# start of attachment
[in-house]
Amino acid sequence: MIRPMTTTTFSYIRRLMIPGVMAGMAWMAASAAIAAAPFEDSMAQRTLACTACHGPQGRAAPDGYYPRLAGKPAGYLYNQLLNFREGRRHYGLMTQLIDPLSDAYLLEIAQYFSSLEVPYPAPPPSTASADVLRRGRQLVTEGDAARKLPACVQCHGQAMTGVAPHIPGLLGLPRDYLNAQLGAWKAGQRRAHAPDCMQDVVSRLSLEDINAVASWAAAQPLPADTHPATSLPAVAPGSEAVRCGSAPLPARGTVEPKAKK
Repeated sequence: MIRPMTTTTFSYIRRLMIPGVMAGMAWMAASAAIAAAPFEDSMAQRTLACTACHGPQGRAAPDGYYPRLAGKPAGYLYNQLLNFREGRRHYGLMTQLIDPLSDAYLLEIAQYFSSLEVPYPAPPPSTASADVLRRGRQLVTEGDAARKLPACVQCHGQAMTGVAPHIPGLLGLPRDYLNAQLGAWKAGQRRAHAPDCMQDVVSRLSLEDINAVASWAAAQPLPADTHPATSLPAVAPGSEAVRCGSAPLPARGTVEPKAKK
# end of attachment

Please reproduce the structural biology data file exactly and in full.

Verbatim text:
[in-house]
Amino acid sequence: MIRPMTTTTFSYIRRLMIPGVMAGMAWMAASAAIAAAPFEDSMAQRTLACTACHGPQGRAAPDGYYPRLAGKPAGYLYNQLLNFREGRRHYGLMTQLIDPLSDAYLLEIAQYFSSLEVPYPAPPPSTASADVLRRGRQLVTEGDAARKLPACVQCHGQAMTGVAPHIPGLLGLPRDYLNAQLGAWKAGQRRAHAPDCMQDVVSRLSLEDINAVASWAAAQPLPADTHPATSLPAVAPGSEAVRCGSAPLPARGTVEPKAKK
Repeated sequence: MIRPMTTTTFSYIRRLMIPGVMAGMAWMAASAAIAAAPFEDSMAQRTLACTACHGPQGRAAPDGYYPRLAGKPAGYLYNQLLNFREGRRHYGLMTQLIDPLSDAYLLEIAQYFSSLEVPYPAPPPSTASADVLRRGRQLVTEGDAARKLPACVQCHGQAMTGVAPHIPGLLGLPRDYLNAQLGAWKAGQRRAHAPDCMQDVVSRLSLEDINAVASWAAAQPLPADTHPATSLPAVAPGSEAVRCGSAPLPARGTVEPKAKK